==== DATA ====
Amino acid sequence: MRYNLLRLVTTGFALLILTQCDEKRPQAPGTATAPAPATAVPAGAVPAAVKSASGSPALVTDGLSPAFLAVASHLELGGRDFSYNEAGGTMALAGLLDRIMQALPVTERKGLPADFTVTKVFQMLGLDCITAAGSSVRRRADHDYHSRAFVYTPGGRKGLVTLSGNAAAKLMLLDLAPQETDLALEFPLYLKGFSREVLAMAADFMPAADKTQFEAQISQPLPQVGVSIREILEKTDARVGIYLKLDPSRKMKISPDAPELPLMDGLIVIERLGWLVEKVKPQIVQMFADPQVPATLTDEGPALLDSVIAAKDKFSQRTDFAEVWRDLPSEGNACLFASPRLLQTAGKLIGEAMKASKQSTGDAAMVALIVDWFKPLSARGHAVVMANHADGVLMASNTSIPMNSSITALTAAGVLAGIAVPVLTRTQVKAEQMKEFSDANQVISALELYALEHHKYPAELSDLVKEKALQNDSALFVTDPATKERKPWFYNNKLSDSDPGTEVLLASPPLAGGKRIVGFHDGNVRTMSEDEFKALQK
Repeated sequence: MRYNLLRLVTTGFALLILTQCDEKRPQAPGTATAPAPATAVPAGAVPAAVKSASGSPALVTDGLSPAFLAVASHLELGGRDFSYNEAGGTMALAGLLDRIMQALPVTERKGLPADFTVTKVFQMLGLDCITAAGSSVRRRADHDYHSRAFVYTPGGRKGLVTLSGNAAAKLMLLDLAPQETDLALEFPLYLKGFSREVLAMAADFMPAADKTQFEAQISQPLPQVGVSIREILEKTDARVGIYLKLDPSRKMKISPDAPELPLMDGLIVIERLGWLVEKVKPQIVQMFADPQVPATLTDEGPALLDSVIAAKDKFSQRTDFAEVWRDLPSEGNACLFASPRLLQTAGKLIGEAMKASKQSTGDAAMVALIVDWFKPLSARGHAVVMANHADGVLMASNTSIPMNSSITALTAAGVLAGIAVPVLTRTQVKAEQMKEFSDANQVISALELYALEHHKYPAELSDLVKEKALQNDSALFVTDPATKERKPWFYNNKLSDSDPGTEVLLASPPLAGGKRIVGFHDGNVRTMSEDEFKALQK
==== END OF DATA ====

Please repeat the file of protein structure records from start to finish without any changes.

Amino acid sequence: MRYNLLRLVTTGFALLILTQCDEKRPQAPGTATAPAPATAVPAGAVPAAVKSASGSPALVTDGLSPAFLAVASHLELGGRDFSYNEAGGTMALAGLLDRIMQALPVTERKGLPADFTVTKVFQMLGLDCITAAGSSVRRRADHDYHSRAFVYTPGGRKGLVTLSGNAAAKLMLLDLAPQETDLALEFPLYLKGFSREVLAMAADFMPAADKTQFEAQISQPLPQVGVSIREILEKTDARVGIYLKLDPSRKMKISPDAPELPLMDGLIVIERLGWLVEKVKPQIVQMFADPQVPATLTDEGPALLDSVIAAKDKFSQRTDFAEVWRDLPSEGNACLFASPRLLQTAGKLIGEAMKASKQSTGDAAMVALIVDWFKPLSARGHAVVMANHADGVLMASNTSIPMNSSITALTAAGVLAGIAVPVLTRTQVKAEQMKEFSDANQVISALELYALEHHKYPAELSDLVKEKALQNDSALFVTDPATKERKPWFYNNKLSDSDPGTEVLLASPPLAGGKRIVGFHDGNVRTMSEDEFKALQK
Repeated sequence: MRYNLLRLVTTGFALLILTQCDEKRPQAPGTATAPAPATAVPAGAVPAAVKSASGSPALVTDGLSPAFLAVASHLELGGRDFSYNEAGGTMALAGLLDRIMQALPVTERKGLPADFTVTKVFQMLGLDCITAAGSSVRRRADHDYHSRAFVYTPGGRKGLVTLSGNAAAKLMLLDLAPQETDLALEFPLYLKGFSREVLAMAADFMPAADKTQFEAQISQPLPQVGVSIREILEKTDARVGIYLKLDPSRKMKISPDAPELPLMDGLIVIERLGWLVEKVKPQIVQMFADPQVPATLTDEGPALLDSVIAAKDKFSQRTDFAEVWRDLPSEGNACLFASPRLLQTAGKLIGEAMKASKQSTGDAAMVALIVDWFKPLSARGHAVVMANHADGVLMASNTSIPMNSSITALTAAGVLAGIAVPVLTRTQVKAEQMKEFSDANQVISALELYALEHHKYPAELSDLVKEKALQNDSALFVTDPATKERKPWFYNNKLSDSDPGTEVLLASPPLAGGKRIVGFHDGNVRTMSEDEFKALQK